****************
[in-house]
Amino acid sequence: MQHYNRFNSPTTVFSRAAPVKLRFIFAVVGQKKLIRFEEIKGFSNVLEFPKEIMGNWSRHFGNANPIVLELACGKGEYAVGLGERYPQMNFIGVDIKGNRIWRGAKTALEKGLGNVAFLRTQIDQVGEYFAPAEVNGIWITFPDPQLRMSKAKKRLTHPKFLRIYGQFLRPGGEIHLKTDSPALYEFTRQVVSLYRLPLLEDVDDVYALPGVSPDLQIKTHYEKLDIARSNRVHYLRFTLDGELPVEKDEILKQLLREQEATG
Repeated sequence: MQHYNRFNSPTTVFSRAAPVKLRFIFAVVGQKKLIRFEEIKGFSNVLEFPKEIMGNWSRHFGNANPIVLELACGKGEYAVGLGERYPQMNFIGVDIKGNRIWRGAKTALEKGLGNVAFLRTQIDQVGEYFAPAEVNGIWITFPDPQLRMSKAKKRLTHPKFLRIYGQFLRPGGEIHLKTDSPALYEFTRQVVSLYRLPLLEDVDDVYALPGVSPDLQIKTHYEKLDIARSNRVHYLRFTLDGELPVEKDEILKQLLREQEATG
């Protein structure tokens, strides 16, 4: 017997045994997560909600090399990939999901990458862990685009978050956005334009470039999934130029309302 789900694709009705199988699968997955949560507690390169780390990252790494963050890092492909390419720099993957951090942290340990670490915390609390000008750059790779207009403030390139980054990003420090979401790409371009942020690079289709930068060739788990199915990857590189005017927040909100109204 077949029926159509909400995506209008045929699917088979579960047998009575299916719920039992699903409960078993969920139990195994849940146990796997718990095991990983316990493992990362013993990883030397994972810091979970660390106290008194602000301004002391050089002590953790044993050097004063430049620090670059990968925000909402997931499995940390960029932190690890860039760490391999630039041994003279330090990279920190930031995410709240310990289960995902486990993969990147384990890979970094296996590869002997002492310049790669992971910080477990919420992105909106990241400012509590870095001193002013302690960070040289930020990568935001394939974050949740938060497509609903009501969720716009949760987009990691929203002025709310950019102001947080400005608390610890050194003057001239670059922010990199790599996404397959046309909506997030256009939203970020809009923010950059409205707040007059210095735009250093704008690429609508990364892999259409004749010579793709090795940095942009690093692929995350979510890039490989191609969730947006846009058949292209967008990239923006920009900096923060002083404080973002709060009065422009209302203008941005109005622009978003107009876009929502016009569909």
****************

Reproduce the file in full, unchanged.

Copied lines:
[in-house]
Amino acid sequence: MQHYNRFNSPTTVFSRAAPVKLRFIFAVVGQKKLIRFEEIKGFSNVLEFPKEIMGNWSRHFGNANPIVLELACGKGEYAVGLGERYPQMNFIGVDIKGNRIWRGAKTALEKGLGNVAFLRTQIDQVGEYFAPAEVNGIWITFPDPQLRMSKAKKRLTHPKFLRIYGQFLRPGGEIHLKTDSPALYEFTRQVVSLYRLPLLEDVDDVYALPGVSPDLQIKTHYEKLDIARSNRVHYLRFTLDGELPVEKDEILKQLLREQEATG
Repeated sequence: MQHYNRFNSPTTVFSRAAPVKLRFIFAVVGQKKLIRFEEIKGFSNVLEFPKEIMGNWSRHFGNANPIVLELACGKGEYAVGLGERYPQMNFIGVDIKGNRIWRGAKTALEKGLGNVAFLRTQIDQVGEYFAPAEVNGIWITFPDPQLRMSKAKKRLTHPKFLRIYGQFLRPGGEIHLKTDSPALYEFTRQVVSLYRLPLLEDVDDVYALPGVSPDLQIKTHYEKLDIARSNRVHYLRFTLDGELPVEKDEILKQLLREQEATG
């Protein structure tokens, strides 16, 4: 017997045994997560909600090399990939999901990458862990685009978050956005334009470039999934130029309302 789900694709009705199988699968997955949560507690390169780390990252790494963050890092492909390419720099993957951090942290340990670490915390609390000008750059790779207009403030390139980054990003420090979401790409371009942020690079289709930068060739788990199915990857590189005017927040909100109204 077949029926159509909400995506209008045929699917088979579960047998009575299916719920039992699903409960078993969920139990195994849940146990796997718990095991990983316990493992990362013993990883030397994972810091979970660390106290008194602000301004002391050089002590953790044993050097004063430049620090670059990968925000909402997931499995940390960029932190690890860039760490391999630039041994003279330090990279920190930031995410709240310990289960995902486990993969990147384990890979970094296996590869002997002492310049790669992971910080477990919420992105909106990241400012509590870095001193002013302690960070040289930020990568935001394939974050949740938060497509609903009501969720716009949760987009990691929203002025709310950019102001947080400005608390610890050194003057001239670059922010990199790599996404397959046309909506997030256009939203970020809009923010950059409205707040007059210095735009250093704008690429609508990364892999259409004749010579793709090795940095942009690093692929995350979510890039490989191609969730947006846009058949292209967008990239923006920009900096923060002083404080973002709060009065422009209302203008941005109005622009978003107009876009929502016009569909």